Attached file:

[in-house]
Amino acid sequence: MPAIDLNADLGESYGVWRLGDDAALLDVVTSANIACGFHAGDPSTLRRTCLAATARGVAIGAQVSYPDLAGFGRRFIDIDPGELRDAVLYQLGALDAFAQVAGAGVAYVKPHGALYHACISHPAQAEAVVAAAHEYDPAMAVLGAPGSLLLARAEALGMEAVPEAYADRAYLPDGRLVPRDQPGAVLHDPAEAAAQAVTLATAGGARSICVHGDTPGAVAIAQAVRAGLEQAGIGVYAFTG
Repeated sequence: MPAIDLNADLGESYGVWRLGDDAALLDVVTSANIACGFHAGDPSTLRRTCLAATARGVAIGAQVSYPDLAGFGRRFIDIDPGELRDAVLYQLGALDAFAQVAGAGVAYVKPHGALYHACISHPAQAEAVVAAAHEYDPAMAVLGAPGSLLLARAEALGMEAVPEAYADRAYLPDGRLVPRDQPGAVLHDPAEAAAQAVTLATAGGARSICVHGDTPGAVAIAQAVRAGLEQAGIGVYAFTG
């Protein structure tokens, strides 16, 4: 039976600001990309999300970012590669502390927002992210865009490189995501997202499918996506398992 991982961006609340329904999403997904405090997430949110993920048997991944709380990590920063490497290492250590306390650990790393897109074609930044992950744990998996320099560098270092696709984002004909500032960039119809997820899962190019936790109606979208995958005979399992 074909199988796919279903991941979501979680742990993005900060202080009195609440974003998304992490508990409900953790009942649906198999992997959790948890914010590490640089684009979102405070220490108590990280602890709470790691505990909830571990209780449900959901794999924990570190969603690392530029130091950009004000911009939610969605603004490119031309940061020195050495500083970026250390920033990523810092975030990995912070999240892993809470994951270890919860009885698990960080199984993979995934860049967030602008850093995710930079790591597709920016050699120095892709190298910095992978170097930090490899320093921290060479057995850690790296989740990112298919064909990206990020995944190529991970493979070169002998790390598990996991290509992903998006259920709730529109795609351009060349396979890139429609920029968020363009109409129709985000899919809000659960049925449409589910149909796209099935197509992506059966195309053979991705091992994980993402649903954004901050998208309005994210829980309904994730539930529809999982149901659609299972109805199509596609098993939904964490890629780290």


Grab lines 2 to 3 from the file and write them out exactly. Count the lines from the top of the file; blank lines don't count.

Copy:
Amino acid sequence: MPAIDLNADLGESYGVWRLGDDAALLDVVTSANIACGFHAGDPSTLRRTCLAATARGVAIGAQVSYPDLAGFGRRFIDIDPGELRDAVLYQLGALDAFAQVAGAGVAYVKPHGALYHACISHPAQAEAVVAAAHEYDPAMAVLGAPGSLLLARAEALGMEAVPEAYADRAYLPDGRLVPRDQPGAVLHDPAEAAAQAVTLATAGGARSICVHGDTPGAVAIAQAVRAGLEQAGIGVYAFTG
Repeated sequence: MPAIDLNADLGESYGVWRLGDDAALLDVVTSANIACGFHAGDPSTLRRTCLAATARGVAIGAQVSYPDLAGFGRRFIDIDPGELRDAVLYQLGALDAFAQVAGAGVAYVKPHGALYHACISHPAQAEAVVAAAHEYDPAMAVLGAPGSLLLARAEALGMEAVPEAYADRAYLPDGRLVPRDQPGAVLHDPAEAAAQAVTLATAGGARSICVHGDTPGAVAIAQAVRAGLEQAGIGVYAFTG